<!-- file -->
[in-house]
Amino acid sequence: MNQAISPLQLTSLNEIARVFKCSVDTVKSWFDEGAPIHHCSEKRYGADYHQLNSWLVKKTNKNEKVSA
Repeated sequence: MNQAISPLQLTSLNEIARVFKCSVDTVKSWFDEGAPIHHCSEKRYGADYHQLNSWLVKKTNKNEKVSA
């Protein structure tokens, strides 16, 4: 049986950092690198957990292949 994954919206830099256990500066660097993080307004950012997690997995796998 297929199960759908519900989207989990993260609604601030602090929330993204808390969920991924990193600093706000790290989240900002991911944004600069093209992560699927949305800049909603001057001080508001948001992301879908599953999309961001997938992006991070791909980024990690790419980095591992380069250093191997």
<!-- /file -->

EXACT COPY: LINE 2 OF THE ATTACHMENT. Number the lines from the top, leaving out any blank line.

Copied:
Amino acid sequence: MNQAISPLQLTSLNEIARVFKCSVDTVKSWFDEGAPIHHCSEKRYGADYHQLNSWLVKKTNKNEKVSA